"Us big girls gotta cover up." That's what a teacher reportedly told high schooler Amy Steverson last month when she showed up for her prom in her beautiful — and fairly modest — black and tan dress. As AOL News reported in April, Steverson was then allegedly made to don the vice principal's tuxedo jacket and spent a portion of her prom night crying over being "shamed for having breasts." And unfortunately, her story is just one example of a super dumb idea that's somehow been going around a lot lately — that the standard of acceptable exposure is different for bigger female bodies than it is for smaller ones. Do we really even need to explain how ridiculous and ignorant this is?
Earlier this week, Facebook found itself apologizing after initially banning an ad for an event hosted by Australian feminist group Cherchez la Femme that featured a photograph of plus sized model Tess Holliday in bikini. After nixing the image for saying it failed to comply to Facebook's ad guidelines, the group appealed, only to be informed it didn't comply with the company's "health and fitness policy." Facebook explained that "Ads may not depict a state of health or body weight as being perfect or extremely undesirable" — like "close ups of 'muffin tops' where overhanging fat is visible," because "ads like these are not allowed since they make viewers feel bad about themselves. Instead, we recommend using an image of a relevant activity, such as running or riding a bike." It ended with the message, "Have a great day."
The group rightly found this canned response pretty ironic, posting its own statement that "Facebook has ignored the fact that our event is going to be discussing body positivity (which comes in all shapes and sizes, but in the particular case of our event, fat bodies), and has instead come to the conclusion that we've set out to make women feel bad about themselves by posting an image of a wonderful plus sized woman. We're raging pretty hard over here — both because Facebook seemingly has no idea that plus sized, self describing fat women can feel great about themselves, and also because we haven't been able to boost the original damn post."
Visualize, if you will, a world in which "overhanging fat" is not automatically deemed a ploy to make women feel awful about themselves. As one commenter recently wry noted, "That's Facebook for you. You can have hate-based content out the wazoo (racist, homophobe, misogynist, religious, etc etc etc) but God forbid you try to promote acceptance and tolerance and celebrating people being happy and proud of who/what they are."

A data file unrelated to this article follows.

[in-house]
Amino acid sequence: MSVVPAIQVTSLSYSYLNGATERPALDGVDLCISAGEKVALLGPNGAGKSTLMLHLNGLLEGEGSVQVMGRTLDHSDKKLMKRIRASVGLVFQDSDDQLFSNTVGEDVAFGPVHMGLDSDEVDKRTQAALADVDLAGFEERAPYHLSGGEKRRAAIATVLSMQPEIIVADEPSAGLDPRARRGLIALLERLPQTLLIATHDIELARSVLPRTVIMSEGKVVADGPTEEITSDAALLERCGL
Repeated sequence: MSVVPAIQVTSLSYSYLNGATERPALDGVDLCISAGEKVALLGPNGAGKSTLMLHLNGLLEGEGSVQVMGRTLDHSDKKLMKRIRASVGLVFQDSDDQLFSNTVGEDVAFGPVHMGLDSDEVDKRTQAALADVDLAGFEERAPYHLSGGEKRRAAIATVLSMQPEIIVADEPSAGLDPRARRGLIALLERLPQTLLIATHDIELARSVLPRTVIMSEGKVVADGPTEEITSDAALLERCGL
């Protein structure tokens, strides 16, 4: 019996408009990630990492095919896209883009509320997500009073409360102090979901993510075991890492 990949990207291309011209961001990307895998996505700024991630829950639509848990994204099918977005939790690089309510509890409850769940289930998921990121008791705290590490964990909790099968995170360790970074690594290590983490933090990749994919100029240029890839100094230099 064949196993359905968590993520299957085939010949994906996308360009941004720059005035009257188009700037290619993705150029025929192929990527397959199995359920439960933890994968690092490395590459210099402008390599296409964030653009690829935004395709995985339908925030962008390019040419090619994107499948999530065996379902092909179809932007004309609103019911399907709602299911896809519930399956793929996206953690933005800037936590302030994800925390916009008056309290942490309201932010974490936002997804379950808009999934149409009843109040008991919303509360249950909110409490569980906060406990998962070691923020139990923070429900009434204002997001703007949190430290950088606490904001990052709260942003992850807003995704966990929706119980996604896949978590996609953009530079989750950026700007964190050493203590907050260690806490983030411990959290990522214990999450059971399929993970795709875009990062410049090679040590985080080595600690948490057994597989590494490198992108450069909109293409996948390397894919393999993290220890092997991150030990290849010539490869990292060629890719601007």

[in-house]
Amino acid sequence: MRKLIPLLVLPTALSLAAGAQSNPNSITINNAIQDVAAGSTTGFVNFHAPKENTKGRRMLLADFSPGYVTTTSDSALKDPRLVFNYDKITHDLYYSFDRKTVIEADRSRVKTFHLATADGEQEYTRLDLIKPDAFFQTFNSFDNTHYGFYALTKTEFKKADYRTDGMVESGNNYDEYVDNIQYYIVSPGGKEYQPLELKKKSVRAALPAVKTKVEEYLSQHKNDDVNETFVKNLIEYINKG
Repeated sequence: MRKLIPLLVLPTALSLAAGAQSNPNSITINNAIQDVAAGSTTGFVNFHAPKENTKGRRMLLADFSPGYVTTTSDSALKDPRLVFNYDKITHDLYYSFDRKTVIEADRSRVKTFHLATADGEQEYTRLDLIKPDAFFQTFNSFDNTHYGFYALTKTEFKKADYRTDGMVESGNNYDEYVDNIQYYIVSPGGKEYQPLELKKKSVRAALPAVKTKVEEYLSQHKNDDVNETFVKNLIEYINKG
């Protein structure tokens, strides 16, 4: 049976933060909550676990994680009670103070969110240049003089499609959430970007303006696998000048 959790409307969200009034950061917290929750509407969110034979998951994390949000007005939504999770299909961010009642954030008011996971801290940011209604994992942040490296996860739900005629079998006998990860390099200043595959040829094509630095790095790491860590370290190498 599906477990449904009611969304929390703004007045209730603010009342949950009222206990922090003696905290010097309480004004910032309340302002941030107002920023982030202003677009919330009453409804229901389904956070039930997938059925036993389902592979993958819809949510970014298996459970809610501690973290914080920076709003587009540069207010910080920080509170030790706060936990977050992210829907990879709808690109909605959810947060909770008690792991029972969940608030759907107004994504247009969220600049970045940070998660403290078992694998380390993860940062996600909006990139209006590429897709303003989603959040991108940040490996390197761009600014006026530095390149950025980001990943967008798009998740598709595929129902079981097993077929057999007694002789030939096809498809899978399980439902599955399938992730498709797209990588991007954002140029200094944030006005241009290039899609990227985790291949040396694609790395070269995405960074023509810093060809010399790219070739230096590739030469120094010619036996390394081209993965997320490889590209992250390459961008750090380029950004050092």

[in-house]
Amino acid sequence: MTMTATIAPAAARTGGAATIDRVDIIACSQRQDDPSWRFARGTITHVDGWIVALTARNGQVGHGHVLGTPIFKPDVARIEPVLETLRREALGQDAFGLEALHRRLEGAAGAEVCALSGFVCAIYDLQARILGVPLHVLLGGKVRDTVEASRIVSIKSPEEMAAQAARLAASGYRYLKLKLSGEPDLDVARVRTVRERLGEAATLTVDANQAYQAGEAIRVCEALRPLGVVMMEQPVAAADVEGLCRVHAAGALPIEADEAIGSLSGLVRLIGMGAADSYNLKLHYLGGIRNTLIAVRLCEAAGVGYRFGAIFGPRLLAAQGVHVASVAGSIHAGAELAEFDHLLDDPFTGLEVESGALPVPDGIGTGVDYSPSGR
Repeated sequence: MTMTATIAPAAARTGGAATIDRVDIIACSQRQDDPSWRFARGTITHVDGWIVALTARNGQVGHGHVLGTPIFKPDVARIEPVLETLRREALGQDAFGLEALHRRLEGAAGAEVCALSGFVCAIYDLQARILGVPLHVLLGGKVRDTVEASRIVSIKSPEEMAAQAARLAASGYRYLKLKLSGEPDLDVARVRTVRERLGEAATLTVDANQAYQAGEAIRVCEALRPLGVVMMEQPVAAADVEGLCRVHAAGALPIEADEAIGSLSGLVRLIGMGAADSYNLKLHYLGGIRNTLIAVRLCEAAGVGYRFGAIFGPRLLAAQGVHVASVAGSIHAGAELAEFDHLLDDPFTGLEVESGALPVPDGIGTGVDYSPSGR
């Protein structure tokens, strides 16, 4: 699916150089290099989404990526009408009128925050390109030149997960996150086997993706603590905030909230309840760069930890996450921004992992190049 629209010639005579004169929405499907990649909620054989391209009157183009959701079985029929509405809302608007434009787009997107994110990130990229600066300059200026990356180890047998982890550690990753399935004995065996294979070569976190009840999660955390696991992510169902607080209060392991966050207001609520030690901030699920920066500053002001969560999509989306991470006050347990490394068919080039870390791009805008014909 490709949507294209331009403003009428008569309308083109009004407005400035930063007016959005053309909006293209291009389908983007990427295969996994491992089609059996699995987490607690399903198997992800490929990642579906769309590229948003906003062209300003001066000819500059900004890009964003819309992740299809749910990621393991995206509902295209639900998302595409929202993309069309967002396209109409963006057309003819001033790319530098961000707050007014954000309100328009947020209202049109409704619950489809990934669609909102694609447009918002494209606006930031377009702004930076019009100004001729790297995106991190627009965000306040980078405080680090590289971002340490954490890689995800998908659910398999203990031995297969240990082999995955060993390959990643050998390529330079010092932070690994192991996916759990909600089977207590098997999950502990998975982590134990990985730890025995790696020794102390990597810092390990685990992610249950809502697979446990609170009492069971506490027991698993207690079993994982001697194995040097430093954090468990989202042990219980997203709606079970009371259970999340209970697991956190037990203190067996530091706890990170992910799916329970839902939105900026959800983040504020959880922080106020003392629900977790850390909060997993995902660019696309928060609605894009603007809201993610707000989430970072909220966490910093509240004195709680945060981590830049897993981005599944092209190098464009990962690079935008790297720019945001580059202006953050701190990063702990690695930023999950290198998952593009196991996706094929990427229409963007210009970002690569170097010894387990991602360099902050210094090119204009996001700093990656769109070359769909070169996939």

On Monday, Facebook backtracked, saying, "Our team processes millions of advertising images each week, and in some instances we incorrectly prohibit ads. This image does not violate our ad policies. We apologize for the error and have let the advertiser know we are approving their ad." But Cherchez la Femme's Jessamy Gleeson told the Guardian, "Quite simply they need to understand we can use images of fat women to promote women being happy."
But Facebook isn't the only social media destination with a running problem with how to handle images of women's bodies. Instagram, which has a longstanding fear of nipples and last year attempted to curtail the use of the word "curvy," had its own size-related dustup this week too. Aarti Olivia Dubey, a self described "fat brown writer-blogger-fashionista" whose Instagram feed is called Curves Become Her, said on the site on Monday that "an image of me and my 3 brown plus sized friends was reported and deleted." She then reposted a photo similar to one of millions on Instagram — of a group of women in bikinis. She wrote, "HOW is this image being hateful, hurtful, abusive, trolling or obscene? Do 3 fat girls in swimsuits equate to gore, porn, racism, sexism? Or is it that people only want to see slim girls in swimsuits?"
In a message on the site for Singapore's women's magazine Cleo, the editors shared the backstory that "We reached out to a body positivity blogger, Aarti Olivia Dubey, and asked her to share her story. The point of the story was simple - every body is a bikini body.… If you're a straight-sized person, it's easy not to 'see' size. It's easy to complain about that bit of extra flesh here, or our awkwardly-shaped whatevers, and easy to forget that we don't actually know what it's like to have our bodies heavily policed and censored; or what it's like to be told time and time again, 'You do not deserve to be seen.' So what do you see here? We see bold, confident, proud women, who are - most of all - happy. And if you ask us, that's not 'inappropriate,' that's a cause for celebration."
See how easy that was? An acknowledgment that women can be visible in the world and have their presence not be a statement in need of shaming or censorship. And if you don't like it, as Tess Holliday famously says, maybe you need to go eff your beauty standards.